In Bush’s ‘new’ Afghanistan, pro government warlord has woman gang-raped


From Afghan women‘s organization RAWA:

Warlords gang-rape a woman in Badakhshan

Husband of the victim: “my children were crying one of them peed in their mouth”

A local commander and his 11 men gang-rape a 22-year-old woman in Shahre Buzurg district of the northeastern Badakhshan province on Nov.28.

The crime took place in the Shah Dasht village, by a local warlord called Mujtaba who belongs to Jamiat-e-Islami Afghanistan led by Burhanuddin Rabbani (now member of the parliament).

People of the village told journalists that they have complained a number of times about brutalities and lawlessness in their village by warlords but police and local officials take no action because these warlords are so powerful and backed by Burhanuddin Rabbani, who himself is based in Badakhshan.

Qari Jehangir, husband of the victim, says the armed men raped his wife and when his 2 children were crying one of them peed in their mouth.

The victim had been threatened to death by the commander not to complain.

Women’s suicide in another Afghan province: here.

Women in the ‘new’ Afghanistan: here.

Afghan police attack on women students’ dormitory: here.

‘US does not want peace in Afghanistan’: here.

33 thoughts on “In Bush’s ‘new’ Afghanistan, pro government warlord has woman gang-raped

  1. Friendly fire incident strains relations

    The Canadian Press

    Published Tuesday February 13th, 2007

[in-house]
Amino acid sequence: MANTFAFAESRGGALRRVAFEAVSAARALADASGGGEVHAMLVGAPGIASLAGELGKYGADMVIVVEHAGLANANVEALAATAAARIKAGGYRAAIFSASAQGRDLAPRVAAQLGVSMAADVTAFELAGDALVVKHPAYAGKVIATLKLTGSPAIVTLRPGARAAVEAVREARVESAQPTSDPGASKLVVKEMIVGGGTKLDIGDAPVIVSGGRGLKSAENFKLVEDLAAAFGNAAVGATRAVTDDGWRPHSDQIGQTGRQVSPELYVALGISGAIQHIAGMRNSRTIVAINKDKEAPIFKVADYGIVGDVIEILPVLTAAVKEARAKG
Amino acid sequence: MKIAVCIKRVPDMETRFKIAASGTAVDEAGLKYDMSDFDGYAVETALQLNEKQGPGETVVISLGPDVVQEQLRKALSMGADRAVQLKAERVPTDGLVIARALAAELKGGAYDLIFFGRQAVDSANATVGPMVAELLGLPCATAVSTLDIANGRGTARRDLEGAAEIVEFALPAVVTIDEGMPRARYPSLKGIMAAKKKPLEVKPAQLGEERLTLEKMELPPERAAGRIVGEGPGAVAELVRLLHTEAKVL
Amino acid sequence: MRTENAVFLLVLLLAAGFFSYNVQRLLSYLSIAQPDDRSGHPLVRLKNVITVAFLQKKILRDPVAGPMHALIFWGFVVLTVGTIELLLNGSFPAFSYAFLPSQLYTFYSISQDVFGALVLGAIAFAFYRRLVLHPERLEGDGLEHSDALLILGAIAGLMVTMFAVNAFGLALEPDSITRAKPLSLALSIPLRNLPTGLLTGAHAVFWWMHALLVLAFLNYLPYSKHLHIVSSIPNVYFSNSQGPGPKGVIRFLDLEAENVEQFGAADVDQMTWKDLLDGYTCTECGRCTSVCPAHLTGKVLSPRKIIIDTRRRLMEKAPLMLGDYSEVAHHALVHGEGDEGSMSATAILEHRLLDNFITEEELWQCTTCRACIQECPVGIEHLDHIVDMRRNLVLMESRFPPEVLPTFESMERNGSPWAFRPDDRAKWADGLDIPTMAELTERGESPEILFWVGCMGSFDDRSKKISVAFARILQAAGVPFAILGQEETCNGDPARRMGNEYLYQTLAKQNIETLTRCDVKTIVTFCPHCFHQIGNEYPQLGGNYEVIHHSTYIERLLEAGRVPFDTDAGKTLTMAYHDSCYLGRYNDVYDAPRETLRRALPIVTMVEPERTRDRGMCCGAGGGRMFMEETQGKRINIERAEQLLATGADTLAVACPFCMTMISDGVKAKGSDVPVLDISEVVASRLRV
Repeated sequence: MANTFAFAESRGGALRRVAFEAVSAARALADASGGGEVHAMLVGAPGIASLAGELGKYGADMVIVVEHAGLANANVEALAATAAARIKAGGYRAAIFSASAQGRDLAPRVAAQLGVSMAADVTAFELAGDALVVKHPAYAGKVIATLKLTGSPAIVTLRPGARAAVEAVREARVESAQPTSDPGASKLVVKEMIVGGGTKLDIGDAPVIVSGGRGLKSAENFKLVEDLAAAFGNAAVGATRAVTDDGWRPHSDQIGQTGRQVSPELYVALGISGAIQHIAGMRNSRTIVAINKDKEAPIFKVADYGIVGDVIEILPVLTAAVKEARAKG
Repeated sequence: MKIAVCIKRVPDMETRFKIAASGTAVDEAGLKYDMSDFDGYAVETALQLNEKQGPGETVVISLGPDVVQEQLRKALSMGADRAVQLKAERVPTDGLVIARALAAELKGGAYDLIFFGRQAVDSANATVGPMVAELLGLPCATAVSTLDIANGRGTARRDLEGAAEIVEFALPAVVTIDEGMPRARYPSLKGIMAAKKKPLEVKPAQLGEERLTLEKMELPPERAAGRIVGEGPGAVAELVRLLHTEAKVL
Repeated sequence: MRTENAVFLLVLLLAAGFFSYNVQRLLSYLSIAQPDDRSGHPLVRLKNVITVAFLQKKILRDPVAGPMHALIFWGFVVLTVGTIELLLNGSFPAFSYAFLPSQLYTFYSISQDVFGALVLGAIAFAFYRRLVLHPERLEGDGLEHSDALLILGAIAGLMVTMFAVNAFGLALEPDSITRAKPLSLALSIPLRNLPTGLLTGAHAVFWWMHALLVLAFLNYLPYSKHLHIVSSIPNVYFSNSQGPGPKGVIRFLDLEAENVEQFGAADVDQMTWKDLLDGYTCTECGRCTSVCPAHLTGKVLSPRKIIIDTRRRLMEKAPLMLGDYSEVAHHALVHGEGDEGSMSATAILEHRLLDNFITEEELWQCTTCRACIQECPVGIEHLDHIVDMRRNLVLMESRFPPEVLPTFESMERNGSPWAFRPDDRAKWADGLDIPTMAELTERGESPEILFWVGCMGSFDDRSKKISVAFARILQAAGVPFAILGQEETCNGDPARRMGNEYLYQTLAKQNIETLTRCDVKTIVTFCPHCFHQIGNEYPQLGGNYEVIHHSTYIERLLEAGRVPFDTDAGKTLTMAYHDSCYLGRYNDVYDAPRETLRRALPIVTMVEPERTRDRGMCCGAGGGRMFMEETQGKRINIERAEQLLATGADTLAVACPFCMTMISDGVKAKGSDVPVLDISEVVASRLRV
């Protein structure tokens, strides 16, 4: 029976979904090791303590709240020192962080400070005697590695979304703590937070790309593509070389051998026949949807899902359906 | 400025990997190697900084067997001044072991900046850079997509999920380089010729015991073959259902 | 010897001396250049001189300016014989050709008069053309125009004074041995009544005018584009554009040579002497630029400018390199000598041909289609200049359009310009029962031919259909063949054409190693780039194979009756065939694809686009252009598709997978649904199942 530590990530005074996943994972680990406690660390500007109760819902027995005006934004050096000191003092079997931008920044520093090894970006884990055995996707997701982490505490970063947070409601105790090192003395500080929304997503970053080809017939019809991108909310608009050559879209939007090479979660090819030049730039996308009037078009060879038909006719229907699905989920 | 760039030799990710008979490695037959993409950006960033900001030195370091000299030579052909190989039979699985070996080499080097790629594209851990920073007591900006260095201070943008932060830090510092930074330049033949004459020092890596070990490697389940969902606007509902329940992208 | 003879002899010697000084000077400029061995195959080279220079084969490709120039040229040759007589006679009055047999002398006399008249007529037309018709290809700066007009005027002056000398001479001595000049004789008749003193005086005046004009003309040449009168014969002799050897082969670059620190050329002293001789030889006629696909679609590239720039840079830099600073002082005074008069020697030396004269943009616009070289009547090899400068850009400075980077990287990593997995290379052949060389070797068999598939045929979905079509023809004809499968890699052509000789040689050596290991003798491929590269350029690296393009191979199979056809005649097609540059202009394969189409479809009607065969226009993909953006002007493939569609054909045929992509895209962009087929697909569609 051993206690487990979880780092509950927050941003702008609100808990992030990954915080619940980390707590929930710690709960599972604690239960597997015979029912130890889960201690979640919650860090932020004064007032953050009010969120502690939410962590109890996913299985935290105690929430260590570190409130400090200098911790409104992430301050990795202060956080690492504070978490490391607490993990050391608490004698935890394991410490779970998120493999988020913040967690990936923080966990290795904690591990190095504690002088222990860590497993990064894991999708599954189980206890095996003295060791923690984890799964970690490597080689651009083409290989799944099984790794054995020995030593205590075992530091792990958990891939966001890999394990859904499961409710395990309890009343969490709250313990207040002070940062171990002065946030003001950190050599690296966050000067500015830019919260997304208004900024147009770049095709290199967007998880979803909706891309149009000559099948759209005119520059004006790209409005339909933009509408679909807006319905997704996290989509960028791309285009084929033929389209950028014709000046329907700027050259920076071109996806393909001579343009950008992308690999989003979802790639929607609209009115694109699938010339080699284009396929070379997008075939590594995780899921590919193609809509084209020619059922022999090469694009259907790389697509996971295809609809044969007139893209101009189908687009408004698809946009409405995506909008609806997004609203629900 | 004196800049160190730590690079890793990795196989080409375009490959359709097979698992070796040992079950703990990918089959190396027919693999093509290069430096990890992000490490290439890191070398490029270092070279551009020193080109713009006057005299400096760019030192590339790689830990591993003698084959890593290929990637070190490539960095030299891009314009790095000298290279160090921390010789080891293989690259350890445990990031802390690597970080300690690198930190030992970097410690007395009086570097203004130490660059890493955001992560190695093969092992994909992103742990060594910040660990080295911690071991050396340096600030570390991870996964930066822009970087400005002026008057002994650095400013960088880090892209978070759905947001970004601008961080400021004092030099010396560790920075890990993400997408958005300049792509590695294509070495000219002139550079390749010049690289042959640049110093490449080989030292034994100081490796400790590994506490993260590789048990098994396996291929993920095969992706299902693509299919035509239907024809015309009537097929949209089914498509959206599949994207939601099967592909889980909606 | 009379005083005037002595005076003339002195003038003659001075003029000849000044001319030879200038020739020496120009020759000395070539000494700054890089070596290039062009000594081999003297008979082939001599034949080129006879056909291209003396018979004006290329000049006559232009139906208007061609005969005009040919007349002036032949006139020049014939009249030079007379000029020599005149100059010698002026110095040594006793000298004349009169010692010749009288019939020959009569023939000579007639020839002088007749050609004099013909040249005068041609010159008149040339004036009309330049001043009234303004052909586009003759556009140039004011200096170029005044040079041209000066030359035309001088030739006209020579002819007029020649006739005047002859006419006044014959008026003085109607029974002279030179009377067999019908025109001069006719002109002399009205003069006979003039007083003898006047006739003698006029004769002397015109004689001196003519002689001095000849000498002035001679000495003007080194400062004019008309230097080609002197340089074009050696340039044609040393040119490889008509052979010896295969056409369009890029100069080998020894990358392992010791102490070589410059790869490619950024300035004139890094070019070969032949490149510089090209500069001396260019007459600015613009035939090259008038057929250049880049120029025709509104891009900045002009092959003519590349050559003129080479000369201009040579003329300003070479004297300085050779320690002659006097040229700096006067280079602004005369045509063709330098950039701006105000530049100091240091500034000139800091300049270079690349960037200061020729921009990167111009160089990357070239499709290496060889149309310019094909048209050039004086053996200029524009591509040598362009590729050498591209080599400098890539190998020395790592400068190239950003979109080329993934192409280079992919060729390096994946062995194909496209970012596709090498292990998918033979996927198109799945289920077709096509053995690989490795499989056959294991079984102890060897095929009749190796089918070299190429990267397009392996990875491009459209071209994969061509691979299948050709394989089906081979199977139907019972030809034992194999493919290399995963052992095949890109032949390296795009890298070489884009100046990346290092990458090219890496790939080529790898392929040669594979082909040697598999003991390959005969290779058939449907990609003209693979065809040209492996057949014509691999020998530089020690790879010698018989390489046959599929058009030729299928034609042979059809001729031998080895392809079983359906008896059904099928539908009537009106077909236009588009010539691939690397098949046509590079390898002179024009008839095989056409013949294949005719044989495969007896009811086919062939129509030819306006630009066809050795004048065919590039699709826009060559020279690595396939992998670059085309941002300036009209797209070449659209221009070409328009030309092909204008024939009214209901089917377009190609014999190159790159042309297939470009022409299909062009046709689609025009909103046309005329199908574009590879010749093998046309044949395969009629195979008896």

Appeared on page A7

    Military police attempted late Monday to piece together events that led to the shooting of an Afghan soldier by Canadian troops guarding a disabled patrol vehicle – an event that has put further strain on the allies.

    The unidentified Afghan was wounded in the hand and leg after the engine block of his pickup truck was sprayed with a single blast of machine-gun fire from the turret of a RG-31 Nyala patrol vehicle.

    The man, who also suffered lacerations from flying glass, was rushed to an Afghan army hospital at nearby Camp Shirzai, where he underwent surgery, according to the camp adjutant.

    He was later transferred to the NATO military hospital at Kandahar Airfield, where doctors performed a second operation, said a spokesman for the Canadian army.

    “Incidents such as this are very regrettable and we try to take all reasonable steps to avoid them. However, they do, from time to time, occur,” said Lt.-Cmdr. Kris Phillips.